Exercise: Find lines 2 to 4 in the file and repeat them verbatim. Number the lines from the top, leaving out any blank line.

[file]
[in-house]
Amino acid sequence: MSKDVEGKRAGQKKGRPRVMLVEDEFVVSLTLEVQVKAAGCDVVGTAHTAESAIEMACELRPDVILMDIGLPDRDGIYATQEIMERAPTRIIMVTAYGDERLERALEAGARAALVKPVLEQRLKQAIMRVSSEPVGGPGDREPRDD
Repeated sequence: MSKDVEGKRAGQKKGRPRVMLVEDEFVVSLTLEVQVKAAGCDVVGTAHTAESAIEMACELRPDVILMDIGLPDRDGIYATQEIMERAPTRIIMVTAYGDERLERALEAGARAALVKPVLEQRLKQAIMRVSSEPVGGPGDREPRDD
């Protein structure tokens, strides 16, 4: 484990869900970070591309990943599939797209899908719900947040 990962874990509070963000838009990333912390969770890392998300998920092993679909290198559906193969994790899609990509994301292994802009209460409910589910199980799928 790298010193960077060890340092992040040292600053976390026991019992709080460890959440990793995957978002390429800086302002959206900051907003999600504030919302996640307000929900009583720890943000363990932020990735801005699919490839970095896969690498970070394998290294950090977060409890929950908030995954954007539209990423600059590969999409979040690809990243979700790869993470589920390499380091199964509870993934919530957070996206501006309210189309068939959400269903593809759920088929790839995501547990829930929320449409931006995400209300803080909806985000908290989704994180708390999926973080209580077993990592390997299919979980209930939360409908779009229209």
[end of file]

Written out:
Amino acid sequence: MSKDVEGKRAGQKKGRPRVMLVEDEFVVSLTLEVQVKAAGCDVVGTAHTAESAIEMACELRPDVILMDIGLPDRDGIYATQEIMERAPTRIIMVTAYGDERLERALEAGARAALVKPVLEQRLKQAIMRVSSEPVGGPGDREPRDD
Repeated sequence: MSKDVEGKRAGQKKGRPRVMLVEDEFVVSLTLEVQVKAAGCDVVGTAHTAESAIEMACELRPDVILMDIGLPDRDGIYATQEIMERAPTRIIMVTAYGDERLERALEAGARAALVKPVLEQRLKQAIMRVSSEPVGGPGDREPRDD
């Protein structure tokens, strides 16, 4: 484990869900970070591309990943599939797209899908719900947040 990962874990509070963000838009990333912390969770890392998300998920092993679909290198559906193969994790899609990509994301292994802009209460409910589910199980799928 790298010193960077060890340092992040040292600053976390026991019992709080460890959440990793995957978002390429800086302002959206900051907003999600504030919302996640307000929900009583720890943000363990932020990735801005699919490839970095896969690498970070394998290294950090977060409890929950908030995954954007539209990423600059590969999409979040690809990243979700790869993470589920390499380091199964509870993934919530957070996206501006309210189309068939959400269903593809759920088929790839995501547990829930929320449409931006995400209300803080909806985000908290989704994180708390999926973080209580077993990592390997299919979980209930939360409908779009229209």